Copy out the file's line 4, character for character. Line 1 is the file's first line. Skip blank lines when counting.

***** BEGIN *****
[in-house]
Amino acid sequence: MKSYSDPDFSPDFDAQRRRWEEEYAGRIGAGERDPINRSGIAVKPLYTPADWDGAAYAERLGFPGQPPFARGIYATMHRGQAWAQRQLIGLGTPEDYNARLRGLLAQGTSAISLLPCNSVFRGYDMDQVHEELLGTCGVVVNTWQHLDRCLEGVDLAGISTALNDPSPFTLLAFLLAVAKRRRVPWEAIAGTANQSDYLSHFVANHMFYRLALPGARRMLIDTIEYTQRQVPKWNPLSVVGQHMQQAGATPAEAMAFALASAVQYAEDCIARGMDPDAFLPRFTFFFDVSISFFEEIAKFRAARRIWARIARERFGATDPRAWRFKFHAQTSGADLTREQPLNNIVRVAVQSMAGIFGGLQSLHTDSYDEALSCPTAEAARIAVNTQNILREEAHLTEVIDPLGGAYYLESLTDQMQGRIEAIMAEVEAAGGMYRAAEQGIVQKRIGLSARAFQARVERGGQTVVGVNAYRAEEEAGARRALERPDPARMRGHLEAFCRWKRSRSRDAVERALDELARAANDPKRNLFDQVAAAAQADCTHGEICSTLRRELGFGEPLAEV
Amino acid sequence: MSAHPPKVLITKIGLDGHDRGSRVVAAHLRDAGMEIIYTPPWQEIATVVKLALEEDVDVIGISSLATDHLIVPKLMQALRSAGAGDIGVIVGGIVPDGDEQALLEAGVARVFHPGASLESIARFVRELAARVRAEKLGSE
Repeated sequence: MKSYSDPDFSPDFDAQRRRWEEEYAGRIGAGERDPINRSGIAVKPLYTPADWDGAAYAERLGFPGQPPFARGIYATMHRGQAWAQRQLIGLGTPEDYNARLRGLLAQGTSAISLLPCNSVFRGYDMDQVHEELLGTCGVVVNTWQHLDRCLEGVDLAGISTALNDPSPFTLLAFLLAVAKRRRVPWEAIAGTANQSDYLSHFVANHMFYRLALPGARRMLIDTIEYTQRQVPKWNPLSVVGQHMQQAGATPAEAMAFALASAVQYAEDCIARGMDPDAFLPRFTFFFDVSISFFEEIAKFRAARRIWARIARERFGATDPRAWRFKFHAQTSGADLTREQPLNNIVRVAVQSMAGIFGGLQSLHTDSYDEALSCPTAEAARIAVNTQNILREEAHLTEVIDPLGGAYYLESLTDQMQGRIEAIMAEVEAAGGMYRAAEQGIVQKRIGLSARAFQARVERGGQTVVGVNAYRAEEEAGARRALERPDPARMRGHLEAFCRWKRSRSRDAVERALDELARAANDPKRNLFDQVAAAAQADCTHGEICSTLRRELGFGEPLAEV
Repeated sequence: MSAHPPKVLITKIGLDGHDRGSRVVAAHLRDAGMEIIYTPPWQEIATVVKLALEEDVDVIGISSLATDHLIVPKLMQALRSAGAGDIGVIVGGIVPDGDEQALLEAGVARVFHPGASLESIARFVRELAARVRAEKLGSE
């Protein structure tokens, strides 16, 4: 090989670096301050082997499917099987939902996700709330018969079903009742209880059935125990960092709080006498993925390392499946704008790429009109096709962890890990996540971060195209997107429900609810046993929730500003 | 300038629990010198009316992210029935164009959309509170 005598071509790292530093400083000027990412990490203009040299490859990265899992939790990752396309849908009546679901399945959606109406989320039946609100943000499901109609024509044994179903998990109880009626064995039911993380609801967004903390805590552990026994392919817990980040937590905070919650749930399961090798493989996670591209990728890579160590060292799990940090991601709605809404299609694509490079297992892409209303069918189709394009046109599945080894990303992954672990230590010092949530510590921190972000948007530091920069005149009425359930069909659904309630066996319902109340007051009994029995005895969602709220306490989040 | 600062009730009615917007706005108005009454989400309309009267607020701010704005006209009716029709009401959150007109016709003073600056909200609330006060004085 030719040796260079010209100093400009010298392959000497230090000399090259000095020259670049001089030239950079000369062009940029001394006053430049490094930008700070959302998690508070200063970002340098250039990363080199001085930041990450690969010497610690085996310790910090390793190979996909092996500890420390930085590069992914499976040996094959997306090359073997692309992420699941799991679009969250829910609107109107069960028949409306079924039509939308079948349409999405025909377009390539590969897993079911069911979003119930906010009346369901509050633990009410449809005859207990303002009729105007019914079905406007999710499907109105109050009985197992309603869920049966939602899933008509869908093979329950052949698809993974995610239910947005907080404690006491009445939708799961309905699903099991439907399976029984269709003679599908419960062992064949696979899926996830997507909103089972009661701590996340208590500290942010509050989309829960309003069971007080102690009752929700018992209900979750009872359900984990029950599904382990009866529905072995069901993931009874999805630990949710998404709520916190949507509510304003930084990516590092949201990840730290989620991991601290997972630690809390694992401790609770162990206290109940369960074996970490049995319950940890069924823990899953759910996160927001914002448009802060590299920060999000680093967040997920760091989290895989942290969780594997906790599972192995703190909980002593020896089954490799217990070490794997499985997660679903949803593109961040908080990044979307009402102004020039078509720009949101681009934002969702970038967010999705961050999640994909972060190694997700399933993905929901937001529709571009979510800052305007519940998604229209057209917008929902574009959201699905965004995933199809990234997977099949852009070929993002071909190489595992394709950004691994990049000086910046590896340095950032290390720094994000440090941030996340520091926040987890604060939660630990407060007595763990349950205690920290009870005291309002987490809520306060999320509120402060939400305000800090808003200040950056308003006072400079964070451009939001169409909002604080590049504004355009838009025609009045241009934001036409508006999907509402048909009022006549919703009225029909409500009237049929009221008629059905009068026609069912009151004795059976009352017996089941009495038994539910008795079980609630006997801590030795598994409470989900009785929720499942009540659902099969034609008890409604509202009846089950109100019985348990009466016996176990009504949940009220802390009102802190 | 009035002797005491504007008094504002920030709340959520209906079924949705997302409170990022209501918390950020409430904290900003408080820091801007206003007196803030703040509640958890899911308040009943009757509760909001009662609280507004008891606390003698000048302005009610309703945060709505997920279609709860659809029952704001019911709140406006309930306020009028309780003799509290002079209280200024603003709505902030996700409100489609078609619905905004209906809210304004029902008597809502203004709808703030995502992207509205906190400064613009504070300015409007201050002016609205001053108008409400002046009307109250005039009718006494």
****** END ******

Repeated sequence: MKSYSDPDFSPDFDAQRRRWEEEYAGRIGAGERDPINRSGIAVKPLYTPADWDGAAYAERLGFPGQPPFARGIYATMHRGQAWAQRQLIGLGTPEDYNARLRGLLAQGTSAISLLPCNSVFRGYDMDQVHEELLGTCGVVVNTWQHLDRCLEGVDLAGISTALNDPSPFTLLAFLLAVAKRRRVPWEAIAGTANQSDYLSHFVANHMFYRLALPGARRMLIDTIEYTQRQVPKWNPLSVVGQHMQQAGATPAEAMAFALASAVQYAEDCIARGMDPDAFLPRFTFFFDVSISFFEEIAKFRAARRIWARIARERFGATDPRAWRFKFHAQTSGADLTREQPLNNIVRVAVQSMAGIFGGLQSLHTDSYDEALSCPTAEAARIAVNTQNILREEAHLTEVIDPLGGAYYLESLTDQMQGRIEAIMAEVEAAGGMYRAAEQGIVQKRIGLSARAFQARVERGGQTVVGVNAYRAEEEAGARRALERPDPARMRGHLEAFCRWKRSRSRDAVERALDELARAANDPKRNLFDQVAAAAQADCTHGEICSTLRRELGFGEPLAEV